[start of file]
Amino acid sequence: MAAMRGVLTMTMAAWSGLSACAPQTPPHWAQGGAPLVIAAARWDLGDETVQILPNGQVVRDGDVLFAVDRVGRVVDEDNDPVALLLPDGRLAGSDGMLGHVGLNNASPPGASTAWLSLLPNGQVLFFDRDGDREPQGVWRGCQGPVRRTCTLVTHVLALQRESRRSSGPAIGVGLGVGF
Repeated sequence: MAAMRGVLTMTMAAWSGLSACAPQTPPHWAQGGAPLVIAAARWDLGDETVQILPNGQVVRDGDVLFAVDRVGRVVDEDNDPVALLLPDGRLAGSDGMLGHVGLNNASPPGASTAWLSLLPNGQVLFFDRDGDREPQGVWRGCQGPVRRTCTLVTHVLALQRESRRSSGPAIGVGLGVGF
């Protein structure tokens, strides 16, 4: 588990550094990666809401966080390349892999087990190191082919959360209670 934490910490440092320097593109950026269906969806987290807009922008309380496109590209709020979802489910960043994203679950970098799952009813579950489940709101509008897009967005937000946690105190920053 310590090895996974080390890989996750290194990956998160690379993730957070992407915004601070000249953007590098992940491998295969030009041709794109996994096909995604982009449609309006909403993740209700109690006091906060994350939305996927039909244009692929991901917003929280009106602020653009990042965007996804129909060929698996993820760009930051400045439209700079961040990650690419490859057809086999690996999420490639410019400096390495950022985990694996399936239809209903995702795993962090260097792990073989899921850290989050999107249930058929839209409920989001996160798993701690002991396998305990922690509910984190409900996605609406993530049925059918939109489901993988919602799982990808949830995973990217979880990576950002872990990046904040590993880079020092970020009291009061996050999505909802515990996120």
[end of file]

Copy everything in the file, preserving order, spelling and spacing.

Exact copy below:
Amino acid sequence: MAAMRGVLTMTMAAWSGLSACAPQTPPHWAQGGAPLVIAAARWDLGDETVQILPNGQVVRDGDVLFAVDRVGRVVDEDNDPVALLLPDGRLAGSDGMLGHVGLNNASPPGASTAWLSLLPNGQVLFFDRDGDREPQGVWRGCQGPVRRTCTLVTHVLALQRESRRSSGPAIGVGLGVGF
Repeated sequence: MAAMRGVLTMTMAAWSGLSACAPQTPPHWAQGGAPLVIAAARWDLGDETVQILPNGQVVRDGDVLFAVDRVGRVVDEDNDPVALLLPDGRLAGSDGMLGHVGLNNASPPGASTAWLSLLPNGQVLFFDRDGDREPQGVWRGCQGPVRRTCTLVTHVLALQRESRRSSGPAIGVGLGVGF
């Protein structure tokens, strides 16, 4: 588990550094990666809401966080390349892999087990190191082919959360209670 934490910490440092320097593109950026269906969806987290807009922008309380496109590209709020979802489910960043994203679950970098799952009813579950489940709101509008897009967005937000946690105190920053 310590090895996974080390890989996750290194990956998160690379993730957070992407915004601070000249953007590098992940491998295969030009041709794109996994096909995604982009449609309006909403993740209700109690006091906060994350939305996927039909244009692929991901917003929280009106602020653009990042965007996804129909060929698996993820760009930051400045439209700079961040990650690419490859057809086999690996999420490639410019400096390495950022985990694996399936239809209903995702795993962090260097792990073989899921850290989050999107249930058929839209409920989001996160798993701690002991396998305990922690509910984190409900996605609406993530049925059918939109489901993988919602799982990808949830995973990217979880990576950002872990990046904040590993880079020092970020009291009061996050999505909802515990996120």